Matthew Aimers walked into District Court on Thursday with his new wife at his side, the two hand in hand as he prepared to face charges of sexually assaulting a teenage waitress at his wedding reception in Bucks County last year.

Aimers, 31, has been charged with indecent assault, indecent exposure, imprisonment of a minor, harassment, and related offenses in the November incident at the Northampton Valley Country Club in Richboro. He also faces charges of simple assault, disorderly conduct, and resisting arrest from a drunken encounter with police later that night.

Aimers’ attorney, Louis Busico, said Thursday that his client “denies and rejects” the accusations made by the woman, who is now 18, and said Aimers’ wife, Kayla, “150 percent supports him.”

“If he committed a crime, not even Dr. Phil could keep them together,” Busico said. “And the fact that they still are together shows that my client is an innocent man.”

District Judge William J. Benz held the case for trial on all charges. Aimers will be arraigned next month in Bucks County Court.

The basis for the judge’s decision was unclear, because in an unusual and possible improper move, Benz allowed the victim to testify in a courtroom cleared of all spectators, including reporters. He did so at the request of Assistant District Attorney Megan A. Hunsicker.

Matthew Aimers, 31, was arrested by police in Northampton Township at his wedding reception last year.
Courtesy Bucks County District Attorney's office
Matthew Aimers, 31, was arrested by police in Northampton Township at his wedding reception last year.

Hunsicker declined to comment after the hearing.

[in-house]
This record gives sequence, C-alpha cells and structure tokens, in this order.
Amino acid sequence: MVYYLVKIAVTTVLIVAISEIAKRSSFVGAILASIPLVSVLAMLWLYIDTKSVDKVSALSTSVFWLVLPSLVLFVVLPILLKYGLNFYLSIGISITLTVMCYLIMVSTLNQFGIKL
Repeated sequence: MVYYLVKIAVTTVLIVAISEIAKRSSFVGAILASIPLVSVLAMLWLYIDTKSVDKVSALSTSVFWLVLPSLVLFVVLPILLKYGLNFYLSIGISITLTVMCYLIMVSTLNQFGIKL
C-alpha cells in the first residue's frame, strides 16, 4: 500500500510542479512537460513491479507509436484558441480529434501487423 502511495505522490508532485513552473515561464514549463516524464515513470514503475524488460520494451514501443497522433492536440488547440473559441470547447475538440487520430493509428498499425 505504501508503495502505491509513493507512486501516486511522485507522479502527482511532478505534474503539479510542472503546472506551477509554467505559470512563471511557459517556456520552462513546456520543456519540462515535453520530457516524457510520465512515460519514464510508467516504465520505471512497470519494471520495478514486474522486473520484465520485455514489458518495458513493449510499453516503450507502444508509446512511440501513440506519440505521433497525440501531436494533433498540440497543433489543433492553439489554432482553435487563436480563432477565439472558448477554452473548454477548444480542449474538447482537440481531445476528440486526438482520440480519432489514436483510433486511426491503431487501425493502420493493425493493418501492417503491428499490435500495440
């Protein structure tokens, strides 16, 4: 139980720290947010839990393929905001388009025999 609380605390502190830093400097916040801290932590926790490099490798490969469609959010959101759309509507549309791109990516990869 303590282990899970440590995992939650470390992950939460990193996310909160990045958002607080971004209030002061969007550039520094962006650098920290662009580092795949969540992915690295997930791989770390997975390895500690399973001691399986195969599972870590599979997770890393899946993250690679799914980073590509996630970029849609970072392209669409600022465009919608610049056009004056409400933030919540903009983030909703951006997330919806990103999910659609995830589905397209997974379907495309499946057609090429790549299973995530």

Bucks County District Attorney Matthew Weintraub later issued a statement calling the prosecutor’s request to empty the courtroom “an error of judgment” with good intentions of protecting the victim.

The Inquirer does not name victims of sexual assault without their permission, but routinely reports on their testimony in court and the allegations they report to law enforcement officials.

In this case, the waitress told police he approached her and “asked her to go outside and make out,” according to the affidavit of probable cause for his arrest. He told the teen the two of them could "do whatever you want,” the affidavit said. The waitress said she spurned his advances, but the encounter left her shaken.

Later, Aimers followed her into the women’s bathroom, where he pulled her into an empty stall, sexually assaulted her, and exposed himself, she told police.

Hours after the alleged assault, as the reception was winding down, Aimers became unruly and assaulted a member of the country club’s staff outside the venue, court records show. When officers arrived, police said, Aimers tried to goad one into a fight by calling him derogatory names.

In his statement on the case Thursday, Weintraub stressed that the prosecutor was moving to protect the victim.

“This request was an overreach on our part to accomplish the goal of protecting the victim’s identity, a goal we know the press shares in almost all instances," Weintraub said. "The transparency of the criminal process is paramount.”

After the judge ordered the courtroom cleared, two reporters formally objected to the judge’s decision and questioned whether excluding the public from the hearing was improper.

“I’m not in the habit of doing things that are improper," Benz replied, “so, no, I don’t think that it is.”

In fact, preliminary hearings in District Court are constitutionally required to be open to the public, said Melissa Melewsky, media law counsel for the Pennsylvania NewsMedia Association. The public may be barred only if a prosecutor or defense lawyer shows good cause and obtains a ruling from a higher court. No such ruling was obtained before Thursday’s hearing, court records show.